Tooth decay is the softening of your tooth enamel caused by acids. These acids are created when plaque bacteria break down sugar in your mouth.
It’s actually pretty simple. Decay (or softening of enamel) happens over time and, when tooth decay is not properly addressed, the result is a cavity—a defect left in the tooth. Teeth are covered with a hard, protective outer layer called enamel. But once the
enamel is weakened by acids produced by bacteria in your mouth, a pit or cavity can form in the tooth surface.
Tooth decay (such as a cavity) can occur for several reasons, one of which is when
foods containing carbohydrates become trapped between teeth and are not completely removed with brushing and flossing. The plaque bacteria generate acidic by-products that eat away at the tooth’s enamel, slowly creating holes in the teeth called cavities. Without treatment, these holes can grow larger over time and may even destroy the whole tooth.
Some of the major causes of tooth decay are sugary, sticky foods and beverages. The more sugar consumed, the more acid leading to decay gets produced by the bacteria in your mouth. Sugar combined with plaque weakens the enamel leaving you vulnerable to tooth decay. Each time you eat a sugary snack, your teeth are vulnerable to damage from the acids produced by the bacteria. It is important to understand the causes of tooth decay so you can learn the
proper way to care for your teeth and care for your health.
The most common and effective treatment for tooth decay and cavities is a filling, which stops the cavity from growing any larger. So, if you are experiencing any signs of tooth decay or a cavity, it is extremely important to see a dental professional immediately for treatment.
The use of products containing fluoride, such as fluoride toothpastes and an
anticavity rinse, can help prevent tooth decay and cavities. Fluoride flows into weak spots to help rebuild these areas before they can become cavities.
The most immediate form of treatment is to see your dental professional to have the cavity filled.
If you have dental fillings, it’s important to check your fillings for signs of wear and tear as part of your daily oral health routine. Over time, the edges of dental fillings can become rough, and the filling material can weaken and begin to break down. Rough or weak fillings may make plaque removal more difficult because plaque can build up in those areas.
If you develop tooth decay that has progressed beyond the process of eroding your tooth enamel and has created holes in your teeth, your dentist will likely recommend a filling. When you get a filling, your dentist will remove the decayed material from the tooth and replace it with something else to restore the shape of the tooth. Fillings can be made of tooth-colored resins, amalgam, or ceramic materials.
If your tooth decay is severe, your dentist will likely use a crown rather than a filling to repair the damage. A crown is larger than a filling and covers the top of the tooth once the decayed area is removed and filled. Crowns are usually made from porcelain, gold, or ceramic materials.
No matter what type of filling or crown you have, be sure to follow a complete oral care routine of brushing your teeth twice a day (especially with fluoride toothpaste) and daily flossing to remove plaque and prevent future tooth decay. There are lots of products designed to help you clean around dental work such as fillings and crowns. Your fillings and crowns should not need to be replaced unless they have recurrent decay, show signs of wear or become loose or defective in some way.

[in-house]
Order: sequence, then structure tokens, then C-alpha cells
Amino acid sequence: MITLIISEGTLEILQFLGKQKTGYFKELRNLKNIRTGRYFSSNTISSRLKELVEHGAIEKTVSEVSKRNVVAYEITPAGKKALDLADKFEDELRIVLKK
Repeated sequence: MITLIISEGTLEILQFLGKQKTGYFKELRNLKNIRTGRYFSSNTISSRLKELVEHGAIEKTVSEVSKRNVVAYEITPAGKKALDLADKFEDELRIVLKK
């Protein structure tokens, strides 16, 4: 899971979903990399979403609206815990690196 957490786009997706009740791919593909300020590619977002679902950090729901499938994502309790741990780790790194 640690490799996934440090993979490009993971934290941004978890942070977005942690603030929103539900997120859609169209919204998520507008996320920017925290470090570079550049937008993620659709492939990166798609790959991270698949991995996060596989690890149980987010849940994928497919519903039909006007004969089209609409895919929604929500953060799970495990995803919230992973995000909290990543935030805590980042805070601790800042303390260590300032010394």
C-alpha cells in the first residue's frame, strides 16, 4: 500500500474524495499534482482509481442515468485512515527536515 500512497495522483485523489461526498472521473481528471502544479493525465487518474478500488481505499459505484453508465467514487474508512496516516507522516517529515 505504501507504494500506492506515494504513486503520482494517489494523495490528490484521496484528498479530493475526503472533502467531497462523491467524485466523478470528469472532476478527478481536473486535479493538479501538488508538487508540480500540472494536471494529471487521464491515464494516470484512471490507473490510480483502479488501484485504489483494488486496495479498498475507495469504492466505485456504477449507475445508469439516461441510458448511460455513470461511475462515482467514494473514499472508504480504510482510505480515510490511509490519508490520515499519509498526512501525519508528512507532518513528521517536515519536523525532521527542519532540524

To help prevent tooth decay and cavities certain measures can be taken to help strengthen your teeth:
*Helps reduce plaque bacteria and inflammatory components associated with gingivitis, when used as an adjunct to brushing, flossing and regular professional care.
Children are very prone to cavities, often on the chewing surfaces where food gets trapped in crevices that kids are likely to miss while brushing. But adults get cavities as well, primarily on the tooth surfaces between their teeth. If teeth are spaced tightly, it’s hard to clean between them to remove
plaque. People who experience gum recession may also develop cavities on exposed root surfaces.
You should plan on seeing your dental professional twice a year for checkups. While checkups can vary, your dental professional will most likely examine your teeth and gums for any visible problems, including any signs of tooth decay, infection, and gum disease
This blog has been reviewed and approved
by Dr Robert Lee, a dental professional of 35 years
Dr Robert Lee
Dr Robert Lee is a dentist with more than thirty years of experience in the industry.
Graduating from the University of Sydney with a Bachelor of Dental Surgery and from the University of New South Wales with a Master of Business Administration, Robert’s career has taken him all over the world – from Australia to Germany to his current position in Chicago, where he is the founder of Denticus Inc., offering strategic dental consulting.
Robert has previously worked for Procter & Gamble as the Director of Professional Scientific Relations in both the Cincinnati and Sydney offices, being responsible for external relations and scientific exchange with leading professional associations and industry thought leaders. He was also responsible for all technical and scientific training for the professional teams in North America and Australia.
Robert has been assisting the team at Oral-B by fact-checking and reviewing our blogs on dental health. You can find a list of the blogs Robert has approved below:
Is There a Cure to Tooth Decay?
Stages of Tooth Decay
Baby Bottle Tooth Decay: Causes and Treatments
Cavities Treatment: Ways to Treat Cavities
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